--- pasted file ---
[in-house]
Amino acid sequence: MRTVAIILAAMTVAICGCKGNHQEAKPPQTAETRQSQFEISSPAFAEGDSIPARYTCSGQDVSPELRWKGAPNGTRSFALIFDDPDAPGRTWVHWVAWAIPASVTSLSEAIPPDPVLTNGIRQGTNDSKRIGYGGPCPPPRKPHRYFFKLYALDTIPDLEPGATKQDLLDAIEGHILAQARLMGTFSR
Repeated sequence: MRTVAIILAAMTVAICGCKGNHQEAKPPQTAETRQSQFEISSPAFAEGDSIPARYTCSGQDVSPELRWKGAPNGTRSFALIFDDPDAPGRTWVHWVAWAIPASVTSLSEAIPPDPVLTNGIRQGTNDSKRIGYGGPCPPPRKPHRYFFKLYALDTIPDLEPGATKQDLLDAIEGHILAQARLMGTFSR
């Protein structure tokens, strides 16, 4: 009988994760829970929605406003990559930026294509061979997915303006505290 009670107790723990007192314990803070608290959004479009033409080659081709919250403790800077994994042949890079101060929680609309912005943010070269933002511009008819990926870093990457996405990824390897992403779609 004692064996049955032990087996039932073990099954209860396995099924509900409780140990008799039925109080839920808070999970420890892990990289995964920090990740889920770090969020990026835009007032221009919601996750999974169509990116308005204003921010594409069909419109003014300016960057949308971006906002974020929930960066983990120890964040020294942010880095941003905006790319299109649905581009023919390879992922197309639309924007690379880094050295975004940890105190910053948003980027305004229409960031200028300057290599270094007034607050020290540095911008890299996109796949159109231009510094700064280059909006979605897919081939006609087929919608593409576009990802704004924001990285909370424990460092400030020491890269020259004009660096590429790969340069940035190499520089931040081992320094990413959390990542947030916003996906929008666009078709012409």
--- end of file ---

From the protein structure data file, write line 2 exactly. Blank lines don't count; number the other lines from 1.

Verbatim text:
Amino acid sequence: MRTVAIILAAMTVAICGCKGNHQEAKPPQTAETRQSQFEISSPAFAEGDSIPARYTCSGQDVSPELRWKGAPNGTRSFALIFDDPDAPGRTWVHWVAWAIPASVTSLSEAIPPDPVLTNGIRQGTNDSKRIGYGGPCPPPRKPHRYFFKLYALDTIPDLEPGATKQDLLDAIEGHILAQARLMGTFSR